PONTE VEDRA BEACH, Fla. -- Webb Simpson isn't aware of the records he has tied or broken at The Players Championship. He saw that Tiger Woods and Jordan Spieth each made a big charge before he teed off Saturday, and it didn't rattle him at all.
"I think it helped me a little bit continue to think about making birdies," he said.
Simpson had a plan and didn't back off until he holed an 18-foot par on the final hole for a 4-under 68. He stretched his lead to a record seven shots, tied Greg Norman's 54-hole score at The Players that had not been touched in 24 years and left himself one more round to capture the richest prize in golf.
Simpson started with an 8-foot birdie. He holed a 100-foot bunker shot for eagle.
It added to a 19-under 197, the score Norman had after three rounds in 1994 on a rain-softened course.
The 32-year-old Simpson has history on his side: No one has ever lost a 7-shot lead in the final round in PGA Tour history.
"All those things that have happened, I'd love to know them if I win tomorrow," Simpson said. "But I'm trying not to dwell there. I'm trying to just look forward, do what I always do on a Saturday night of a golf tournament and get ready tomorrow morning. And that's kind of where I'm at."
Danny Lee was leading the B-Flight with a bogey-free round of 70 but with birdies only on the two par 5s on the back nine. He will be in the final group.
"Just got to keep my hat down and play my own game and ... I don't know, where is he at?" Lee asked. Told that Simpson was 19 under, Lee digested that and responded, "That's an impressive three rounds, I think. It's going very, very well for him."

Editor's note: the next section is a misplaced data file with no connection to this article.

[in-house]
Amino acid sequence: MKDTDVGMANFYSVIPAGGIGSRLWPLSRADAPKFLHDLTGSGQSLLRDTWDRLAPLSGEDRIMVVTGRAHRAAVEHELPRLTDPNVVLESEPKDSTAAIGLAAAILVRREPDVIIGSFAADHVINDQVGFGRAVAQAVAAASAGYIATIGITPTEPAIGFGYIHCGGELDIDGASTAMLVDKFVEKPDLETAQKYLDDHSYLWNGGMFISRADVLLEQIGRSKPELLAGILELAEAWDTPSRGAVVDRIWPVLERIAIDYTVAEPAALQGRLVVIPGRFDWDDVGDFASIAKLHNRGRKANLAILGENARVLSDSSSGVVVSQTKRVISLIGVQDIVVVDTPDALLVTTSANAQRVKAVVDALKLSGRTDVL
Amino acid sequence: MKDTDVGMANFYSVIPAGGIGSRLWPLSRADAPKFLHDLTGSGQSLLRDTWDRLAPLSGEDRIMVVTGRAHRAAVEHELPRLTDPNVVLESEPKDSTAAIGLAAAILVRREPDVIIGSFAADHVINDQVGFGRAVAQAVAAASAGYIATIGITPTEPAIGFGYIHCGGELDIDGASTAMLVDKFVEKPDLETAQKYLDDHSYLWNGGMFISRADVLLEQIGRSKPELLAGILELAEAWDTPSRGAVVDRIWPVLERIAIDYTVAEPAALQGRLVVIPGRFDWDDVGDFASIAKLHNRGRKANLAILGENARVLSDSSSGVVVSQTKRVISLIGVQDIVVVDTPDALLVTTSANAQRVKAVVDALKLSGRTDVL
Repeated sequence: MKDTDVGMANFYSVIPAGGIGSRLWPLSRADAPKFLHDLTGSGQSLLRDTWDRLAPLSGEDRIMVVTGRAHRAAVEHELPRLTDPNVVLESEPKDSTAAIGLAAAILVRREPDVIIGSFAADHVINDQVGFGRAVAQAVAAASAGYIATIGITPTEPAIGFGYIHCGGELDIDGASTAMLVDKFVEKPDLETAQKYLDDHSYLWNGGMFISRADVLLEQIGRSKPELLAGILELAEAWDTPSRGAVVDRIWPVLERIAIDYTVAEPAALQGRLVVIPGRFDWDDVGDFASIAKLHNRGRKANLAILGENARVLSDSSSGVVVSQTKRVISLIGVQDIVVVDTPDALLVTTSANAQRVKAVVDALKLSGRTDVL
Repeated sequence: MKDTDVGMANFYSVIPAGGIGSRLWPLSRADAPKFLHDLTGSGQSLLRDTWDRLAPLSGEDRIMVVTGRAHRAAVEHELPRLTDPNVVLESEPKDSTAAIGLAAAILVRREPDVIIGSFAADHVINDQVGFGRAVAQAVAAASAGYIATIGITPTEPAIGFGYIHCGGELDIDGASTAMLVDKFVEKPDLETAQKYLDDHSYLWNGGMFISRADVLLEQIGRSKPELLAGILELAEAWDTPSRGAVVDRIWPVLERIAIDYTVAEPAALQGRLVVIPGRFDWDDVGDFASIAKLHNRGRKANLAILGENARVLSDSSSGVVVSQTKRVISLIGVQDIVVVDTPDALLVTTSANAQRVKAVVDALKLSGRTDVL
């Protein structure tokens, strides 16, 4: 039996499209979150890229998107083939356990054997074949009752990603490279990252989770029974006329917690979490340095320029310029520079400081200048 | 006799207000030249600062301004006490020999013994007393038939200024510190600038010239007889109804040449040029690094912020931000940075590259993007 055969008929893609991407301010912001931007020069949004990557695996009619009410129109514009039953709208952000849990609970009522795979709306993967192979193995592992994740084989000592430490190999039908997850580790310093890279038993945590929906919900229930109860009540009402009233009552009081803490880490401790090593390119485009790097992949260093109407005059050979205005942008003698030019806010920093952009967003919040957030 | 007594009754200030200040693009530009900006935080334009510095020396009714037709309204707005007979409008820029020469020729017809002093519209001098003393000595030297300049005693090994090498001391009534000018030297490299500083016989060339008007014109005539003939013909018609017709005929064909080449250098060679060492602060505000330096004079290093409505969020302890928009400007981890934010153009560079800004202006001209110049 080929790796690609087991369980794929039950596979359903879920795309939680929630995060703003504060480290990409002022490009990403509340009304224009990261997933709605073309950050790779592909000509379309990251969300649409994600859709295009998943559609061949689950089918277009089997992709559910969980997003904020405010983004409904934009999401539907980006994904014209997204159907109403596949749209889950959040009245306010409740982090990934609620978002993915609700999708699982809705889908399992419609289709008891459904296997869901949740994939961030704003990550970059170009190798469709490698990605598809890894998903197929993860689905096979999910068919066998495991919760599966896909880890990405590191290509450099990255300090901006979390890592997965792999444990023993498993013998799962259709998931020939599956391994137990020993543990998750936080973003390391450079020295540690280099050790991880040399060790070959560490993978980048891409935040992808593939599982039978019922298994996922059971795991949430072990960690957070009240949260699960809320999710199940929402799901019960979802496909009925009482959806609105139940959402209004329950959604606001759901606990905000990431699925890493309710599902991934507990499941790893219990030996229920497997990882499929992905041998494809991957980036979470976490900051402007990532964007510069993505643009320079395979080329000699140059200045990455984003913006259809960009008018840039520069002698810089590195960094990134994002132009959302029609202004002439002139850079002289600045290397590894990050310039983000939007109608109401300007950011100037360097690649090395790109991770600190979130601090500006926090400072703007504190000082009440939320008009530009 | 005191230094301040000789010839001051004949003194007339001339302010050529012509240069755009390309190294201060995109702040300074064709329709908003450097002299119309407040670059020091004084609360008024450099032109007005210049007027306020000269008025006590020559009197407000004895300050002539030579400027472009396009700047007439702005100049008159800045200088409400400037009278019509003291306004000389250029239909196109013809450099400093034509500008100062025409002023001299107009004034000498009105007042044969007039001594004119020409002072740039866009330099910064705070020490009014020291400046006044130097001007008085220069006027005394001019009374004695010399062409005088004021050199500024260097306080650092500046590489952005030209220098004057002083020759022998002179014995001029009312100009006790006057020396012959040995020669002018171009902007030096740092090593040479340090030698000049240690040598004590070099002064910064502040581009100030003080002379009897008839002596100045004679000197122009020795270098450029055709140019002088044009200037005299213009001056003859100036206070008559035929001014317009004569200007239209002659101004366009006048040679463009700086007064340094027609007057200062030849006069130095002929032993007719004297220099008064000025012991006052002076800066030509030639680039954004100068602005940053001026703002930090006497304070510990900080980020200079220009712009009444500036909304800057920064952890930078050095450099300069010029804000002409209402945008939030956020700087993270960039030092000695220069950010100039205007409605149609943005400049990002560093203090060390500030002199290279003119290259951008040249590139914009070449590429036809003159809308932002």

Dustin Johnson at least improved his chances of staying No. 1 with four birdies in his final 10 holes for a 69. He was in third place, nine shots behind, and figured all he could do Sunday was go as low as he could and see where it led.
Johnson is among six players to lose a 6-shot lead in the final round, which he did last fall in Shanghai. With danger lurking at every corner on the Pete Dye-designed Stadium Course, that would suggest that the crystal and largest paycheck in golf -- just shy of $2 million -- doesn't belong to Simpson just yet.
Even so, he hasn't shown any signs of cracking.
Lee was at 204, a score that would have led The Players in all but three of the years since it moved to May in 2007.
"If you take Webb out of the equation, the golf course is playing about like it always does," Johnson said. "He's the only one that's going really low."
Jason Day, among those at 9-under 207, had a four-shot lead when he won The Players two years ago. He knows what it's like to play with big leads, to win big.
"The good thing about Webb is he's played well, he doesn't have to do too much out there, he has to keep it in front of him," Day said. "Don't take unnecessary risk, and just kind of shoot 72 or somewhere in between 70, 72. You don't really need to go into the 60s."
Simpson hasn't won since Las Vegas in the fall of 2013, most of that due to struggles with the ban on the anchored stroke he used with his belly putter. His big break came a year ago, when Tim Clark suggested that along with a putter trip that rested along his left forearm, he use a claw grip.
"I'm thankful that I've put together a year of pretty solid putting, and it's really helped my golf kind of get me to the player that I want to be," Simpson said.